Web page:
By: Amina Susi Ali
Our hero, Junior, has many habits, as do we all. He is consistently late, starts every conversation with the word, “listen,” and refers to everyone as “son” (with the exception of his mother, with whom he resides.) Our subject is thirty-two years of age, a Virgo, stands five feet and seven inches tall, and weighs 145 pounds. He sports a sharp goatee and short razor cut. His hair and eyes are the color of Café Bustelo, no milk. He favors Nikes, Adidas, and comfortable sportswear in general, with blue and red as his preferred colors. He is a New York Technical Institute graduate, but at the moment is working as a delivery person for an electronics store downtown.
Another habit of our hero: after a long and trying day of schlepping and sweating, he sometimes seeks relief from the likes of Bacardi, Don Q, Dos Equis, Corona or Smirnoff, the liquid mermaids that soothe his troubled brow, at Tacos Milenio, the local bar on the avenue (which serves very few tacos). You get the picture. Stress relief.
Junior’s mother, Magdalena Reina de los Angeles Diaz Cruz, was born in Aguadilla, a town on the west coast of Puerto Rico, in 1949. At the age of two she migrated to New York with her family and is a graduate of Washington Irving High School. Currently she receives a pension and her social security check after a thirty year career at Bellevue Hospital working as a nurse’s aide. She has diabetes, asthma, bunions, heel spurs, high blood pressure and a bad hip. In spite of it all, she crochets baby blankets, little girl clothes, Barbie dresses, toaster covers and toilet paper cozies which she sells around the neighborhood. She also makes and sells pasteles, from November through Three Kings Day.
Mama Magda dotes over her tiny part-Pomeranian adoptee from the ASPCA, Princess, who lives up to her name. Junior is also well cared for. Practically every day there are pots of food waiting either on the stove or in the refrigerator when he gets home. Pots of rice and beans, or pasta, and cooked meat: pork chops, pernil, ribs, chicken, and sometimes fried fish. When Junior awakes the café con leche with just the right amount of sugar and milk is waiting in a pot on the stove, alongside a pot of oatmeal or Cream of Rice. All he has to do is make and butter the toast, but sometimes he’s not in the mood for bread.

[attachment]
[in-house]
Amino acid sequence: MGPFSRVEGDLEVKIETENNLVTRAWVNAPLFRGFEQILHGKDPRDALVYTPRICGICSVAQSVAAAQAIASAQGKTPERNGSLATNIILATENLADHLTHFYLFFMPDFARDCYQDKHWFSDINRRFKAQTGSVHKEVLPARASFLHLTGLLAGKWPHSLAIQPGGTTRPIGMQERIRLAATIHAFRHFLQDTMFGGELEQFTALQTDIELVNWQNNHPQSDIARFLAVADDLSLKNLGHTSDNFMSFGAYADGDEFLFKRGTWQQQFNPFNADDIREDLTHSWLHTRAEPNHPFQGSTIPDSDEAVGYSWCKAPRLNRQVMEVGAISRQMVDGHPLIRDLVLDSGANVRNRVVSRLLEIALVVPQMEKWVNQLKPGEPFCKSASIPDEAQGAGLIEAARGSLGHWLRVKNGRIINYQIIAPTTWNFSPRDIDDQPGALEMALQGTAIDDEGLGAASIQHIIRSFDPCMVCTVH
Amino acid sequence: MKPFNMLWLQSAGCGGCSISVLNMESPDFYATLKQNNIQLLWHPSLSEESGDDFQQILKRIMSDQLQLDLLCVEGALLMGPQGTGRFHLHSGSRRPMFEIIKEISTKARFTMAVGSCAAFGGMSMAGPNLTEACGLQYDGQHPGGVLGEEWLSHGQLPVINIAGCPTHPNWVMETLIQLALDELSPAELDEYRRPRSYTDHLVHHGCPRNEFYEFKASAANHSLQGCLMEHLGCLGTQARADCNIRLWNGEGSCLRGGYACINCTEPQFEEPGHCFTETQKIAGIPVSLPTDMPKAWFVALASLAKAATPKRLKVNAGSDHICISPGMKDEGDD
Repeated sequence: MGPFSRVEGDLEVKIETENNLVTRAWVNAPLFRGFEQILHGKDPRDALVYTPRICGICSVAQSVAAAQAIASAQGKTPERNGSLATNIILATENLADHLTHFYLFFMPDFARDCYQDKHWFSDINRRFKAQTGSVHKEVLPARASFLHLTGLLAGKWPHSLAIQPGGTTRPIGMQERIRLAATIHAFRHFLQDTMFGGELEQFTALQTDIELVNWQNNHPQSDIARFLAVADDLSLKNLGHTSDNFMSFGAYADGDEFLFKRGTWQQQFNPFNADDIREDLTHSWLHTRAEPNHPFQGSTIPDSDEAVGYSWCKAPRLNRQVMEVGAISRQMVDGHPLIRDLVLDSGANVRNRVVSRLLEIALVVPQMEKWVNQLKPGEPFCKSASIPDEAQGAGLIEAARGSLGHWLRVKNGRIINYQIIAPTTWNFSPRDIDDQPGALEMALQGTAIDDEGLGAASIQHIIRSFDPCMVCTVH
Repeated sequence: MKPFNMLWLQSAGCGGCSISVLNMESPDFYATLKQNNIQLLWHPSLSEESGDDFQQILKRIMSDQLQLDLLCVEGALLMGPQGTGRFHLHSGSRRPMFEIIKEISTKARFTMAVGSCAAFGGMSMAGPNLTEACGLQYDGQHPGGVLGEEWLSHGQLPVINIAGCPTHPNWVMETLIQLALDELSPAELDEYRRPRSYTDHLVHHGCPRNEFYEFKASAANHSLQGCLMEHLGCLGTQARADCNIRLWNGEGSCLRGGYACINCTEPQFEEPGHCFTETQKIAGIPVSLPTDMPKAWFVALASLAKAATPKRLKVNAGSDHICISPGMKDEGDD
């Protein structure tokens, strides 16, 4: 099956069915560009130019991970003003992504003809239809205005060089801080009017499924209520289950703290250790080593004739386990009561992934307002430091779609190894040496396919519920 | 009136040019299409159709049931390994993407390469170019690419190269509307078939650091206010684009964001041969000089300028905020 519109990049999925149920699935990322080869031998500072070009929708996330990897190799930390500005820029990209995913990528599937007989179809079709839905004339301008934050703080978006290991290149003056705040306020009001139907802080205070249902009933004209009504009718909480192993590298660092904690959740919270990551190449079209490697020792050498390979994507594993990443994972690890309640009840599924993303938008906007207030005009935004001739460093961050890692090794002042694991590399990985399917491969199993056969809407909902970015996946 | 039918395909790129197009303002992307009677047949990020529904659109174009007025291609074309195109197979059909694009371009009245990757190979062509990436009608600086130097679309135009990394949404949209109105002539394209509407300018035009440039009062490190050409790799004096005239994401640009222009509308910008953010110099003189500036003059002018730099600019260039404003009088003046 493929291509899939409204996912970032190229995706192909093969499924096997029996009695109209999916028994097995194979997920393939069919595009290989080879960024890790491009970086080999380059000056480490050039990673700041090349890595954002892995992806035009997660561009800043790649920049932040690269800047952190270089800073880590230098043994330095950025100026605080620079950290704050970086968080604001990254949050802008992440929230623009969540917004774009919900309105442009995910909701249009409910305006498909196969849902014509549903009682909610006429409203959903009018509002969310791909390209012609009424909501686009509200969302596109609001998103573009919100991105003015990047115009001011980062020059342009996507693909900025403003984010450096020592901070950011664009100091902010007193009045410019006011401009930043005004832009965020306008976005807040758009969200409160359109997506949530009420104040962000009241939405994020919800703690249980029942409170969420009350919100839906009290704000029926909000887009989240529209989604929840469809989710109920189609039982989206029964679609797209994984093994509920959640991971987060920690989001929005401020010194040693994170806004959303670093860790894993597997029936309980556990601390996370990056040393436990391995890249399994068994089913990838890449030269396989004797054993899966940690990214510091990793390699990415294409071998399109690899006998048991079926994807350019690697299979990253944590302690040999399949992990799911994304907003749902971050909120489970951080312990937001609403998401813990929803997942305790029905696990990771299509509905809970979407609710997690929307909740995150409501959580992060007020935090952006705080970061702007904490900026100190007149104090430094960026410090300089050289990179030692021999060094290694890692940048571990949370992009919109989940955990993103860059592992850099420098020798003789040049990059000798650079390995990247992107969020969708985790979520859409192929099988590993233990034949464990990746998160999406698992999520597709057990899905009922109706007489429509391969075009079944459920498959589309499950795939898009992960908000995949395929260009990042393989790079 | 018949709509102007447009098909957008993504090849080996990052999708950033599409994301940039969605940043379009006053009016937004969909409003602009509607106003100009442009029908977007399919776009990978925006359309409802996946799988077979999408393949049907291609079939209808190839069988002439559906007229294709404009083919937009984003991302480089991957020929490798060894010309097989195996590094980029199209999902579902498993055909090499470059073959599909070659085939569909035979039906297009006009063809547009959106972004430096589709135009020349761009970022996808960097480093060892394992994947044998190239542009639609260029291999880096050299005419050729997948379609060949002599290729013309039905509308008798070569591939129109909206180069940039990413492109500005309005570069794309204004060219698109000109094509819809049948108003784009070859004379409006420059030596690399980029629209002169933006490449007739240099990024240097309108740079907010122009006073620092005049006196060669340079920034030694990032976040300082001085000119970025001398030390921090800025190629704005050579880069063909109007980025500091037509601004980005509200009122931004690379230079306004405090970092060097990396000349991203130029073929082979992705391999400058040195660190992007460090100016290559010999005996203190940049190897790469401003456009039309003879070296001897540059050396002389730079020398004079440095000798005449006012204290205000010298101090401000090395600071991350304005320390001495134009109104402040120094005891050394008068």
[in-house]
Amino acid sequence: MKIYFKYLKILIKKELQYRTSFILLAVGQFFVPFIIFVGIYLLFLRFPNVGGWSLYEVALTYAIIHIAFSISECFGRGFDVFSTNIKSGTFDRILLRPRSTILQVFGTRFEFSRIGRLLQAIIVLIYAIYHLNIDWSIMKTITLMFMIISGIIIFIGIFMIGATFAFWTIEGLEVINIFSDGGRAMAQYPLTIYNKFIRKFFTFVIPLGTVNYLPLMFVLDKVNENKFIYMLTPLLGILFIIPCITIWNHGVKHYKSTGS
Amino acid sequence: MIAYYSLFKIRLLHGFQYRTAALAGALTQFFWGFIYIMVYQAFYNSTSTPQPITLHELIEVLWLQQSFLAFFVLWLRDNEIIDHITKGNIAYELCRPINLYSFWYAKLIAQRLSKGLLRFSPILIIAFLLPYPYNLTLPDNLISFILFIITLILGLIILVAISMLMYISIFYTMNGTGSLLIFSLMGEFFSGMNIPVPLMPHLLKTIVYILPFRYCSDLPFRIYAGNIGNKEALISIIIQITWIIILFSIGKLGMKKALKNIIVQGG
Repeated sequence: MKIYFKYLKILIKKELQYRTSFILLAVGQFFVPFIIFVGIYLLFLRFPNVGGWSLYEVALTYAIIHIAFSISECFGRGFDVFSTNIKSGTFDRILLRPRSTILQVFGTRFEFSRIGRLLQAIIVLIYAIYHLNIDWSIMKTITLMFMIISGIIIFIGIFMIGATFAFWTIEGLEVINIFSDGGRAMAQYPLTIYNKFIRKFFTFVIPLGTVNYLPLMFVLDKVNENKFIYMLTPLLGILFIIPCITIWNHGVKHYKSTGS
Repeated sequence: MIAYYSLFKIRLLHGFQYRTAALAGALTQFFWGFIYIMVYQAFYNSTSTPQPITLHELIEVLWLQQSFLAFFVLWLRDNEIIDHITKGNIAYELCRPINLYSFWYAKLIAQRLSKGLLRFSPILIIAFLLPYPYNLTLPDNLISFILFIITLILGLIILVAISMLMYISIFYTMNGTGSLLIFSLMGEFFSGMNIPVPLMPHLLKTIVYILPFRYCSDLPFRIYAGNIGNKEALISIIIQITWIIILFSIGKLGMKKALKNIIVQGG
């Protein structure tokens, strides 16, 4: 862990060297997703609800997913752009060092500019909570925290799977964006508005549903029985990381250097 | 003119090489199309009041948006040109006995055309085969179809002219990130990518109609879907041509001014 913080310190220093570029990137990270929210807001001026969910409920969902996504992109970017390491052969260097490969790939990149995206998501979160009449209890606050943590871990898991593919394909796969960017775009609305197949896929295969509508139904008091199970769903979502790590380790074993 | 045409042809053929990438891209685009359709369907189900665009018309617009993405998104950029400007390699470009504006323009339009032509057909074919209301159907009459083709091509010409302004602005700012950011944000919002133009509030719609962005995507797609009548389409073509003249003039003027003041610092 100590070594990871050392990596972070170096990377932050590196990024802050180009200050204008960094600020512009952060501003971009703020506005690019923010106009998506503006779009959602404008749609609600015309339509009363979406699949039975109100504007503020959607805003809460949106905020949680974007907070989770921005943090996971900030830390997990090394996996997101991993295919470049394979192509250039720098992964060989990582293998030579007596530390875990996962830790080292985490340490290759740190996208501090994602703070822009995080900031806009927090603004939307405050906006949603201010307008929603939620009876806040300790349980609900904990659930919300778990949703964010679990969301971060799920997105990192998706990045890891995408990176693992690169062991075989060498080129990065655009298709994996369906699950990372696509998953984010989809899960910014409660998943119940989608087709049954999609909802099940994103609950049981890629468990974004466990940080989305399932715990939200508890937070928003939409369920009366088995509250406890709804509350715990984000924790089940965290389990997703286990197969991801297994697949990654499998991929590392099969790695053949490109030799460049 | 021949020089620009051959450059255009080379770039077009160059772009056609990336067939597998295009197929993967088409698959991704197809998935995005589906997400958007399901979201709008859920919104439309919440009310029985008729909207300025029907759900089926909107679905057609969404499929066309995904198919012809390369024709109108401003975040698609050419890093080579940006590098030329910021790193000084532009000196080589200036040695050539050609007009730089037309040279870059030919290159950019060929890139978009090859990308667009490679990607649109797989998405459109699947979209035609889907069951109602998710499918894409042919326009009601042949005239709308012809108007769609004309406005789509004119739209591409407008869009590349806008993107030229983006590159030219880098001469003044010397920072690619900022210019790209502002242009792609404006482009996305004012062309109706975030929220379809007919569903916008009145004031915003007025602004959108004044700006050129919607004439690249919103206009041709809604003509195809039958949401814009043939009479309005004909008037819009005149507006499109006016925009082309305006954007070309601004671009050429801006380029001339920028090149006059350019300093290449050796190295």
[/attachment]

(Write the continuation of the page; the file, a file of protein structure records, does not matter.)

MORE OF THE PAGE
This is how it has always been. This is how Magda has always prepared meals for her son and late husband, Tito, may he rest in peace.
Monday afternoon at the butcher shop Magda was catching up after the weekend with her friends Lily and Rosa, regulars there. She bought her usual ground beef, chicken and ribs, enough to keep herself and her family fed for a few days.
“Ay, my son Junior, I’m gonna kill that kid!,” she said to Tom the butcher.
“What did he do?”
“Friday night I made Spanish rice and I left the pot on the stove overnight to soak so it would be easier to clean the next day. You know, I put a little water and a little dishwashing soap in it….You know what Junior does? He comes home drunk in the middle of the night and heats it up and eats it! The next day, he comes up to me, he says, “Ma, you can’t cook no more! You cook lousy! I was throwing up all night from that rice you made!” That crazy kid! I don’t know what to do with him anymore!”
“Ha ha, that’ll teach him to come home drunk!”
That evening Magda prepared a meal of baked ribs with BBQ sauce, white rice and avocado salad. She dined alone (no Junior again) and put the leftovers in the refrigerator. She also prepared a special dinner for Princess. She mixed the ground beef with a can of Alpo dog food and a beaten egg, formed patties and made hamburgers for Princess. Princess loved them. She ate them right up. Three patties were left over so she wrapped them in wax paper and put them in the refrigerator to cook the following day.
I don’t need to tell you what Junior did when he came home later that night a little tipsy.
The next morning Junior did not want any café, nor oatmeal, nor toast.
“Ma,” he croaked, “I think there was something wrong with that ground beef. It made me sick like a dog!”
“No, no, silly. There was nothing wrong with that meat. It didn’t make my Princess sick…”
Amina Susi Ali is a New York-born Puerto Rican who has written poetry and short fiction since the age of 12. She has been published in the original Nuyorican Poetry anthology (William Morrow, 1975), Cuentos: Stories by Latinas (Kitchen Table Press), Essence Magazine and most recently, Phatitude magazine and AM New York. She is currently studying fiction writing at New York University.